Most of the animals are released into the Matobo National Park, in southwest Zimbabwe. The park has a significant population of species like black eagles and both black and white rhinos. Also known as Matopos, the park was chosen for its long-standing and successful reputation in rhino conservation.
Says Pigors, “Free 2 Be Wild chooses sites around Zimbabwe that have a good track record in wildlife conservation, and has a sound tracking record of the animals. We also look at other factors like easy accessibility of the release site by foot.”

The project also works with rural communities as a way of giving back or empowering the marginalized. One of these communities is from Kezi, Matobo District, about 100 kilometres (62 miles) out of Bulawayo. The members of the community supply wild pods or seeds that are fed to wild animals like impala, giraffes, and kudu.

Communities within the immediate Burnside area benefit from employment opportunities

Supporting the surrounding communities with income opportunities is a key part of successful and long-term wildlife conservation, as they benefit and see the value derived from protecting the animals. The aim is to make communities see the value in these wild animals. The sanctuary also run an educational programme for school children, teaching them about conservation as well as co-existence with wild animals. The programme accommodates over 2000 children from around the country every term.

All the above wildlife conservation standards make Free 2 Be Wild Sanctuary one of the best wildlife rehabilitation stories in Zimbabwe and Africa. The tremendous achievements so far show the amount of work that has gone into the project from day one, when the project was humbly born from a small and almost random case of Pigors taking on the care of a baby baboon.


“One of the major problems we have is that we are dealing with lesser-known species rather than the so-called Big Five. People would say there is no point in rescuing wild animals, it’s a waste of time and resources. So, we want to educate communities and make them understand that each of the elements in the ecosystem needs to be balanced,” said Pigors.

“One of the major problems we have is that we are dealing with lesser-known species rather than the so-called Big Five. People would say there is no point in rescuing wild animals, it’s a waste of time and resources. So, we want to educate communities and make them understand that each of the elements in the ecosystem needs to be balanced,” said Pigors.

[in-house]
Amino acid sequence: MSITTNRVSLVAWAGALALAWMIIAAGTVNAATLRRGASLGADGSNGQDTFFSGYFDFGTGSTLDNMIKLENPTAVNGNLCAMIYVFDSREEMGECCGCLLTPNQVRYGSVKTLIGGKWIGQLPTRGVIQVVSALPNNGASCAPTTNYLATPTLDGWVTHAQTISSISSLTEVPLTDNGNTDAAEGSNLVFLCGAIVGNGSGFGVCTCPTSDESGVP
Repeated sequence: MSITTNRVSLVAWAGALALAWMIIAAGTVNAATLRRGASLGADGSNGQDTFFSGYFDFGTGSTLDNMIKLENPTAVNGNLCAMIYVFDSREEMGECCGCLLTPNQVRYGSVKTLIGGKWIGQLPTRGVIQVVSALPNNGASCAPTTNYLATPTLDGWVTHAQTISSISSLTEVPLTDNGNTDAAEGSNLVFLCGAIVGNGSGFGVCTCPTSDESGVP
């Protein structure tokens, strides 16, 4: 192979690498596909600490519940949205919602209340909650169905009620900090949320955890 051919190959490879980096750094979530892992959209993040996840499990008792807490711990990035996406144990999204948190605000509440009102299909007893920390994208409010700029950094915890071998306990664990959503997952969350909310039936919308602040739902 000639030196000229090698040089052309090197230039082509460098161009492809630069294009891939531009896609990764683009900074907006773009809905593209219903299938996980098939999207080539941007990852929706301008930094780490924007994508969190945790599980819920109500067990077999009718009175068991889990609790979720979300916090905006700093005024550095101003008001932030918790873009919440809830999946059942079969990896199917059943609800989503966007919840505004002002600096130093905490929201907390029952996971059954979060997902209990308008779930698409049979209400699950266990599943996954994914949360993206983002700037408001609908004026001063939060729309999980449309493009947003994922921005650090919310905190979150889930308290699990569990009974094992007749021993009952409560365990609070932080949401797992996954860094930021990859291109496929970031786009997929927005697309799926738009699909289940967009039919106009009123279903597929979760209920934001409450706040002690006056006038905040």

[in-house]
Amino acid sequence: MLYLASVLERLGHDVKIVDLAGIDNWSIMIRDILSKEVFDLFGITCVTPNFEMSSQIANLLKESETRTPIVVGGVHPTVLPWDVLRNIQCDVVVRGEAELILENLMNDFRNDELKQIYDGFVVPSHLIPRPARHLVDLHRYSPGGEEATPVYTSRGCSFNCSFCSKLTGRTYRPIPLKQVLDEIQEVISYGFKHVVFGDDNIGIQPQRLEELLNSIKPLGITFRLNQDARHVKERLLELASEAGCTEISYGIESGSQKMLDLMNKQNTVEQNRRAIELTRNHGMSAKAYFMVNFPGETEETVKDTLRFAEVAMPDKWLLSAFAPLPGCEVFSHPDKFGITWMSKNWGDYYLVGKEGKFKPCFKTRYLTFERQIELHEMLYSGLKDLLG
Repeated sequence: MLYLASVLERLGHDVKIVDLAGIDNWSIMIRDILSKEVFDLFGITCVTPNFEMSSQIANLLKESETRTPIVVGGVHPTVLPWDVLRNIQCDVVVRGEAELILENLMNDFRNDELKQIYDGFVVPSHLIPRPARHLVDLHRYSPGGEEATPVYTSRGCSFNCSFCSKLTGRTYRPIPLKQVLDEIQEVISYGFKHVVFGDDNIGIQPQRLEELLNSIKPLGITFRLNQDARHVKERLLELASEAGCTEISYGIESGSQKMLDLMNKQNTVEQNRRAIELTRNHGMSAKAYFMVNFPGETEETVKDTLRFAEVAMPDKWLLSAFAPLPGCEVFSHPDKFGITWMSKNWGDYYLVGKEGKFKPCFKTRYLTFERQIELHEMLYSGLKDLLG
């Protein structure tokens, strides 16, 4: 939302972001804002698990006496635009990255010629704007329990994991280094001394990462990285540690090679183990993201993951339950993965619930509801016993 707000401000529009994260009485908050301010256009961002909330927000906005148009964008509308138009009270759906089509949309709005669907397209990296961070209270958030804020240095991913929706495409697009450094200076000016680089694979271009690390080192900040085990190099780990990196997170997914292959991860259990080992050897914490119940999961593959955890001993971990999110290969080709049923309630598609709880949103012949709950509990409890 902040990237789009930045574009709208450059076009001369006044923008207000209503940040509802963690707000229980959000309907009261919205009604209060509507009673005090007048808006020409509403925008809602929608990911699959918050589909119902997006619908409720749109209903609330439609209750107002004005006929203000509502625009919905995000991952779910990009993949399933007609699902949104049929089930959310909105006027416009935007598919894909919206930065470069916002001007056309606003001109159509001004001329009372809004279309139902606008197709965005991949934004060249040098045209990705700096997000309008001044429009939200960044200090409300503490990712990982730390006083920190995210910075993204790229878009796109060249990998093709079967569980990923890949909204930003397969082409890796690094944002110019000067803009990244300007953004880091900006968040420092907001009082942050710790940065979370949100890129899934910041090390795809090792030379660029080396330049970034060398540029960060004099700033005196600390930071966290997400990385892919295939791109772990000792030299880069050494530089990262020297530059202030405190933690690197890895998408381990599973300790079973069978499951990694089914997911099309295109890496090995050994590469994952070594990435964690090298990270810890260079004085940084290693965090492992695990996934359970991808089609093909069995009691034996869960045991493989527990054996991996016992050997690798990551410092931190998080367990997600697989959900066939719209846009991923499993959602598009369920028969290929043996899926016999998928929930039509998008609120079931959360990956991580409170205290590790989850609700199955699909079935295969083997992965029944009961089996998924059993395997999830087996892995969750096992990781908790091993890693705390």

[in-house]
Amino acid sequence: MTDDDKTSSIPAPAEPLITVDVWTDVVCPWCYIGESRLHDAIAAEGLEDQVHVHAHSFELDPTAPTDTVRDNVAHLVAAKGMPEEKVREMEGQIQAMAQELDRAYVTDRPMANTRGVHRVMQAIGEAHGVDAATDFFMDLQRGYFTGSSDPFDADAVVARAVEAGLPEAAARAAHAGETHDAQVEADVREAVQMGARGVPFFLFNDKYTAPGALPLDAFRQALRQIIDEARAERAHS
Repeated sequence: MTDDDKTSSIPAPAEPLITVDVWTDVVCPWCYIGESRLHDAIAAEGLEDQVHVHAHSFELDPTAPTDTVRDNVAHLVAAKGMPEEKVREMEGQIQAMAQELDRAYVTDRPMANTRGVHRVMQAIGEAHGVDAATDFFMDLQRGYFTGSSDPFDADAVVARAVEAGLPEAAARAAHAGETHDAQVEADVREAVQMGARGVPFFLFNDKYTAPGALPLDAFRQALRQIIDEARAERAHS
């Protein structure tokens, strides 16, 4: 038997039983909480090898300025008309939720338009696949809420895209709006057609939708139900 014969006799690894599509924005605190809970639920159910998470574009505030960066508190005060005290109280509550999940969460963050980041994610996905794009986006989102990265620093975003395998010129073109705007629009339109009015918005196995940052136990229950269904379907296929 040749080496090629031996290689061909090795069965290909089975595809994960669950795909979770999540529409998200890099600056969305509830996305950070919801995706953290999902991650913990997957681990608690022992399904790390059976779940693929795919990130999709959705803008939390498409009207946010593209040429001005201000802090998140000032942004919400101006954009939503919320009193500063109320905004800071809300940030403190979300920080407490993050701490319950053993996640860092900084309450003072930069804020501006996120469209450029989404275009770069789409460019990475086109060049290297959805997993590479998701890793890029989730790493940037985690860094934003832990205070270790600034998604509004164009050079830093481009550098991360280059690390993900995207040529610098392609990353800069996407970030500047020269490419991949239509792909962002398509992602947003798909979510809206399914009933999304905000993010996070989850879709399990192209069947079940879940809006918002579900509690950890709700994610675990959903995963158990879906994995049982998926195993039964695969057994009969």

The sanctuary is also in need of donations as it relies on whatever comes from well-wishers, who value the noble work done there. Besides the donations, other forms of funding include a nominal entry fee. Because the centre has a policy of taking in controlled numbers of visitors, this results in little funds being realised annually. The reality is that the centre could do better with not only more donations but constant sources of support from businesses and other interested organisations in Zimbabwe or internationally.

Sustainable donations will also allow better planning and make improvements where necessary.
It was heartening to hear from Pigors that the centre currently has adequate human resources though that will change with time.

Though the sanctuary takes in abandoned, wounded, or sick young or old wild animals from anywhere in Zimbabwe, Pigors has set on expanding the project, by setting up similar centres or spreading the sanctuary concept across the country, among other expansion ideas.

Free 2 Be Wild Sanctuary is a great place within a city environment to experience the way wild animals are getting a shot at a second life back in the bush. It’s not enough to read about its magic, instead, it’s highly recommended to visit and immerse yourself in never-before-seen interactions with species that you never thought are friendly to human beings.

Text by Martin Chemhere
Images by Free 2 Be Wild Sanctuary